Calls for zero tolerance of child exploitation
JOHANNESBURG, 9 June 2010 - UNICEF applauded the South African tourism and hospitality industry for its significant commitment to put an end to child sex tourism, as top industry leaders today signed the Tourism Child Protection Code of Conduct aimed at protecting children and to leaving an enduring legacy of good practice beyond the World Cup, which starts Friday 11 June.
“The contribution of the travel and tourism industry is vital to help stamp out child sexual exploitation. When it comes to the sexual exploitation of children, there can be no innocent bystanders,” said UNICEF Representative Aida Girma. “Effective child protection is only possible when all sectors of society were mobilised. Together, we must demonstrate zero tolerance of child exploitation and make South Africa a tourist destination that is safe for children,' she said.
South Africa has enacted legislation that strengthens the criminalisation of the use of children in prostitution and has put measures in place to strengthen their protection during the World Cup period. While child sex tourism is not strongly associated with South Africa as a tourist destination, high poverty levels and growing inequality suggest that tens of thousands of children in the country are at risk of sexual and other forms of exploitation. Domestic as well as foreign tourists may knowingly or unknowingly become involved in child exploitation, for example by transacting sex with an underage sex worker or buying goods from a trader exploiting child labour.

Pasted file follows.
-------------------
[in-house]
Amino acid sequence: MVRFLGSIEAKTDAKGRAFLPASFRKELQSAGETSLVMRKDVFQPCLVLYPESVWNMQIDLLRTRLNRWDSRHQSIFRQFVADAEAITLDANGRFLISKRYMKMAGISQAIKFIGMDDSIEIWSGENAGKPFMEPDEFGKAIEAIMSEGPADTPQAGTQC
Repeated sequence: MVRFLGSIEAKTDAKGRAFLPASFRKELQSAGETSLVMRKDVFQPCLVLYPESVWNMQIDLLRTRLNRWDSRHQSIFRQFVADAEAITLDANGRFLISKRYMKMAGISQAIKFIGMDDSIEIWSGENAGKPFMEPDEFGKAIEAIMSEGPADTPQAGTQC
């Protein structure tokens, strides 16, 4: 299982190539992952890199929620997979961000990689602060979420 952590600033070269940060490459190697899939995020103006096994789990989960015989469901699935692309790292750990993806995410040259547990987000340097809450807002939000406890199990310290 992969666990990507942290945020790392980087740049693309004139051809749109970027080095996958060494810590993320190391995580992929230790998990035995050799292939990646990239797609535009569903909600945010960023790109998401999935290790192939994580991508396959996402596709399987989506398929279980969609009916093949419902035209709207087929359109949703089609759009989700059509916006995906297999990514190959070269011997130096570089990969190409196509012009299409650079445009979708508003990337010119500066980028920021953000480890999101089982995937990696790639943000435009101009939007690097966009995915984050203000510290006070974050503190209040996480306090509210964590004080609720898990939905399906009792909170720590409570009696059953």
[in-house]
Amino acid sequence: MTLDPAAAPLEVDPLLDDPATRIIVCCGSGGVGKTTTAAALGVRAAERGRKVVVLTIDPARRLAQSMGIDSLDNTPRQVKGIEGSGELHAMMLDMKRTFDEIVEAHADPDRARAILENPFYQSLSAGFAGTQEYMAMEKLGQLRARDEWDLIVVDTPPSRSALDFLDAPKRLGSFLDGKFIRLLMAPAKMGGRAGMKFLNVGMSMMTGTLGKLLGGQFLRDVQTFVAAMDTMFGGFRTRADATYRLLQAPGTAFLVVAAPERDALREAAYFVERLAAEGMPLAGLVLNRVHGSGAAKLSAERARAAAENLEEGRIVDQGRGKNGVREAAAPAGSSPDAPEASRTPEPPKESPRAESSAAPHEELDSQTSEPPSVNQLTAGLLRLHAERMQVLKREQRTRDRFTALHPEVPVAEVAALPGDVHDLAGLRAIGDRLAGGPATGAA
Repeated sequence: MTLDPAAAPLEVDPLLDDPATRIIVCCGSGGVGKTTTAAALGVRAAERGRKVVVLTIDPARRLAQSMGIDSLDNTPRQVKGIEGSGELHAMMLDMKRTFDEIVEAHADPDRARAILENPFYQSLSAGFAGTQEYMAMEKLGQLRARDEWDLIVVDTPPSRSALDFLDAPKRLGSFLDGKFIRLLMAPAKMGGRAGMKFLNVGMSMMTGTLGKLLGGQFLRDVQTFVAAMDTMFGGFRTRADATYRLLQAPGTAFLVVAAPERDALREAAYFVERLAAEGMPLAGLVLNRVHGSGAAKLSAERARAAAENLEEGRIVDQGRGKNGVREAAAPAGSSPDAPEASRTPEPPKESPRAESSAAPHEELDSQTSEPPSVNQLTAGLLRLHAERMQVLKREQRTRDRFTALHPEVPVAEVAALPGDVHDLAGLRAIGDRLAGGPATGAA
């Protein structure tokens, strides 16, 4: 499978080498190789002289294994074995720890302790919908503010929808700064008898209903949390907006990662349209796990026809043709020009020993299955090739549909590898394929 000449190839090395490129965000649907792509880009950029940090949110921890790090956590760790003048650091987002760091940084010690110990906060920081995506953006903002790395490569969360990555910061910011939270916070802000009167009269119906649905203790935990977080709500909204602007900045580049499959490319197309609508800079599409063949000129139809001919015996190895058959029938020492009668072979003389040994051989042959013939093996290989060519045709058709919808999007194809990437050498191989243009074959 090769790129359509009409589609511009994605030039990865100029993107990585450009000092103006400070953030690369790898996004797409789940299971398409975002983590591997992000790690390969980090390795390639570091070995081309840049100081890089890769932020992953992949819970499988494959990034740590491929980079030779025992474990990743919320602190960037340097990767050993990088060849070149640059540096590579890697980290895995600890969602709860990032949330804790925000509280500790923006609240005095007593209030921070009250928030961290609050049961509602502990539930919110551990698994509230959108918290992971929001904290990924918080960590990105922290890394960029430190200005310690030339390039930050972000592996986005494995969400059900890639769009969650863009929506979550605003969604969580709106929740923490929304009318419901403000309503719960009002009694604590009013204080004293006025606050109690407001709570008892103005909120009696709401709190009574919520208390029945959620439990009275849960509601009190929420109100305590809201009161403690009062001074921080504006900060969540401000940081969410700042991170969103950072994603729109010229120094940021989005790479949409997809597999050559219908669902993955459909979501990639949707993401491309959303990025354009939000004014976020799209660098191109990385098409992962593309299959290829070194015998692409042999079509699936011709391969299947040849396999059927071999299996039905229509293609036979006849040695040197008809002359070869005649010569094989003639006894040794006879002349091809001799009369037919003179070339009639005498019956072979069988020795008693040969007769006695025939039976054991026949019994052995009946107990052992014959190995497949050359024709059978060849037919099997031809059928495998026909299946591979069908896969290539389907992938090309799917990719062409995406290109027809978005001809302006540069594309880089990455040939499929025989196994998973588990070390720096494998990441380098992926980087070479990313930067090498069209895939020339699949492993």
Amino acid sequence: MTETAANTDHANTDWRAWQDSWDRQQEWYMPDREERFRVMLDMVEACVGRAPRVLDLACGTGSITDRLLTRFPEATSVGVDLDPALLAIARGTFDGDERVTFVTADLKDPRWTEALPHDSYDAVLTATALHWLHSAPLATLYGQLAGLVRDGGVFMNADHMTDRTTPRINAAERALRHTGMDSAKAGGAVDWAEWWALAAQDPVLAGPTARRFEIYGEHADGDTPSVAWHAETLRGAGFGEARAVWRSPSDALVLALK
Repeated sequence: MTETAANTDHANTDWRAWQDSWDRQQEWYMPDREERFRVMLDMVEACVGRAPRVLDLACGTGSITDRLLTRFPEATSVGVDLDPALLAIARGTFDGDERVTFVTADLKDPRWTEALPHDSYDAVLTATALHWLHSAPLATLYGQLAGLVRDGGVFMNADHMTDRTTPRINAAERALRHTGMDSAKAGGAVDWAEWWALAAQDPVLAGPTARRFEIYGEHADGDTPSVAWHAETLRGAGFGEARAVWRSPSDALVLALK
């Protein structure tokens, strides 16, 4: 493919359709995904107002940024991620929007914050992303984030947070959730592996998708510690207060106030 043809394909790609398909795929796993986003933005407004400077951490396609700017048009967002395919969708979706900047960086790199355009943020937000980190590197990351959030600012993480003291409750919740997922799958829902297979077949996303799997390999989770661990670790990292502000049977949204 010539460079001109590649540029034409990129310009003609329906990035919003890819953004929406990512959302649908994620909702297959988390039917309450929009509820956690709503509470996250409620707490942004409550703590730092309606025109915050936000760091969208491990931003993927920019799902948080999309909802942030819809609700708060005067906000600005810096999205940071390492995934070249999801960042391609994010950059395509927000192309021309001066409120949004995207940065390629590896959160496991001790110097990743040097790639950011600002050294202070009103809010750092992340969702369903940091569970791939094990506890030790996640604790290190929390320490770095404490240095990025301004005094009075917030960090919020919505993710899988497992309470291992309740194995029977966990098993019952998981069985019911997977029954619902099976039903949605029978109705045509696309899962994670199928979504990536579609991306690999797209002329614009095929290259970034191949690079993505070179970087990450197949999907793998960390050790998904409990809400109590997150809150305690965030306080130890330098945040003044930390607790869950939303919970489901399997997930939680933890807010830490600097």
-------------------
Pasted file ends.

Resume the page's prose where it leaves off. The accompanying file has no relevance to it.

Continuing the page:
Child protection key to 2010 readiness
Jennifer Seif, Executive Director of Fair Trade in Tourism, UNICEF’s key partner in the launch of the Code, said protecting vulnerable children was a critical element of '2010 readiness'. UNICEF and the International Labour Organization (ILO) provided technical inputs and funded the initiative to support FTTSA in preparation for the Code’s implementation.
Fourteen leading organisations in the South African travel, hotel and tourism industry have signified that they are behind the Code. They include AVIS, Hertz, Budget and Europcar; Sun International, Radisson and Protea Hotels and Tourvest have become signatories to The Code to help ensure that tourism facilities do not become havens for crimes against children.
Yesterday’s signing is also linked to a wider UNICEF-led national communication campaign ‘Let's Give a Red Card to Child Exploitation’ aimed at protecting children during the World Cup and beyond. Tens of thousands of visitors will find Red Card child protection information and referral numbers in their hotel rooms, rental cars and tour package dockets.
An international initiative first introduced in Thailand and also in Kenya, the Code is spearheaded by Fair Trade and Tourism South Africa (FTTSA) in cooperation with South African Tourism and key child protection partners such as the Department of Social Development. It has been endorsed by the United Nations World Tourism Organization and many national governments.
To date, nearly 1,000 companies in 35 countries have signed The Code. Tourism businesses that choose to sign The Code commit themselves to implement the following measures on an ongoing basis:
For further information, please contact UNICEF South Africa: http://www.unicef.org/southafrica
Mobile: +27 82 561 3970
Mobile: +27 72 217 3554,
For more information about UNICEF South Africa’s Red Card Information campaign, visit http://www.unicef.org/southafrica/index.html